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Recipients of 2009 APA Distinguished Scientific Contribution Awards

The American Psychological Association recipients of the 2009 APA Distinguished Scientific Awards.

By Suzanne Wandersman

The American Psychological Association is pleased to announce the recipients of the 2009 APA Distinguished Scientific Awards.

Distinguished Scientific Contribution Awards

Susan E. Carey (Department of Psychology, Harvard University).  Dr. Carey is being honored for her contributions to the fields of cognitive development, cognitive science, and developmental psychology.

Her early research examined children’s thinking and language understanding.  This work altered our understanding of the nature of children’s word learning.  She documented the process of “fast mapping,” where a child can learn the meaning of a new word with a single exposure. 

Dr. Carey’s 1985 book, Conceptual Change in Childhood, describes her work on children’s understanding of living things.  The book articulates the idea of conceptual development as analogous to scientific theory change.  She recently published The Origin of Concepts, which further elaborates her model of the origin, representation, and development of abstract concepts and the nature of conceptual change.

She has also carried out seminal research on how infants individuate, identify, and count physical objects and on how adults perceive and recognize faces. 

Dr. Carey has significantly advanced our fundamental understanding of language, concepts, perception, number, and development.   

Alice H. Eagly (Department of Psychology, Northwestern University).  Dr. Eagly is being honored for her work on social psychology, the psychology of gender, the psychology of attitudes, and the use of meta-analytic techniques.
Her work on gender has advanced our understanding of how nature and nurture intertwine in producing sex differences and similarities.  Dr. Eagly recognized the value of meta-analysis as a tool for understanding sex differences and similarities and has become one of the most sophisticated meta-analysts in the field.  Her work represents a consistent effort to identify the moderating conditions that help determine why women and men behave differently in some contexts but similarly in others.  Dr. Eagly’s analyses of gender have produced insights into such diverse domains as altruism and heroism, conformity, social influence, aggressive behavior, and leadership.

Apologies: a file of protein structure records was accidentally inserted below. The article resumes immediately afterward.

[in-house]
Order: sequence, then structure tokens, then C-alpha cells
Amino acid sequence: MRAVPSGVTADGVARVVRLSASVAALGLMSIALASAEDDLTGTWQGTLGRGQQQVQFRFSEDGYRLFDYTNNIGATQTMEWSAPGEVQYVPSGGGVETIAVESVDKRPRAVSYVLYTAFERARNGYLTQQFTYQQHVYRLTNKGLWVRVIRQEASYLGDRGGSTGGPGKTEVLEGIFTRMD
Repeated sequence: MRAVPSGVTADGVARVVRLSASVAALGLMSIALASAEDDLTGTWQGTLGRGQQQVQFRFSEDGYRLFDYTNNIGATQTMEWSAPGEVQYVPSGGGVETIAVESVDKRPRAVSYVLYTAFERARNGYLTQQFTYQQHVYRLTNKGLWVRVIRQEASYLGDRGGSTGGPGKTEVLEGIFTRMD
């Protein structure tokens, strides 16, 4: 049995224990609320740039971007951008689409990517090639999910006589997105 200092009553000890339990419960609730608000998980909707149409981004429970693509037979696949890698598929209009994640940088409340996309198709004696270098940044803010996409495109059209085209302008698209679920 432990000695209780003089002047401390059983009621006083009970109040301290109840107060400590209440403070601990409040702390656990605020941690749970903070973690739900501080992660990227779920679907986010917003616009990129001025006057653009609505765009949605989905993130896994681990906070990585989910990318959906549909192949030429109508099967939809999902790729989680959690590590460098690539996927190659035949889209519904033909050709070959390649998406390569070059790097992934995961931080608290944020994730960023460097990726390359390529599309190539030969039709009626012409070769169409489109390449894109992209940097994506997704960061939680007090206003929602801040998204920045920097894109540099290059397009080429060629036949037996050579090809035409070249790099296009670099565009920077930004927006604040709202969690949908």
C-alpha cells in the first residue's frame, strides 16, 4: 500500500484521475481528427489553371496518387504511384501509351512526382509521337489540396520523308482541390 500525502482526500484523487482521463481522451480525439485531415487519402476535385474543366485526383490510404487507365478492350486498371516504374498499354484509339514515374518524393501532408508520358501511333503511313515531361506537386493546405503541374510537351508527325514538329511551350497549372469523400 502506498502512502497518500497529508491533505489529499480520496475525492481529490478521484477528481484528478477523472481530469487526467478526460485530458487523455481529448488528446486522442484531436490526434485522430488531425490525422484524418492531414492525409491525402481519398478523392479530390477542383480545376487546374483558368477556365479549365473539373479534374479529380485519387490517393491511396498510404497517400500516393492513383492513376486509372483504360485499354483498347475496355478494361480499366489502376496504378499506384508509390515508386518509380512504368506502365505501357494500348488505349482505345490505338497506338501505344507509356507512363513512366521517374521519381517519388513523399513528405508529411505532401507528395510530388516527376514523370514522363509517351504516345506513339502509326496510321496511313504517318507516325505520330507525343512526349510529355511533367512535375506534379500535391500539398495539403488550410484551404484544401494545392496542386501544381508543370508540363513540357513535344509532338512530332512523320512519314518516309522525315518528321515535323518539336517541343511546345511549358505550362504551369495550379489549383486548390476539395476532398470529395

She has constructed and continued to refine a social role theory which claims that the causal origins of observed psychological sex differences lie in the distribution of women and men into societal roles.  According to the theory, this distribution arises from biological differences related to reproductive roles and physical strength in interaction with the demands of the economy and social structure.

Dr. Eagly’s research on attitudes has spanned her career.  Her early research developed a theoretical account of findings related to source effects on persuasion.  She documented the attributional processes through which different communicators and communications were more or less effective at influencing their intended audiences.  Her subsequent research on attitudes addressed the nature of prejudice and the congeniality effect in people’s selection of and memory for attitude-relevant information.  In 1993, she and Shelley Chaiken pubished a landmark book, The Psychology of Attitudes.  Currently, Dr. Eagly is working on a theory of prejudice that focuses on the impact of the fit or lack of fit between group stereotypes and desirable social roles.  Some of this work is described in her 2007 book with Linda Carli, Through the Labyrinth: The Truth About How Women Become Leaders.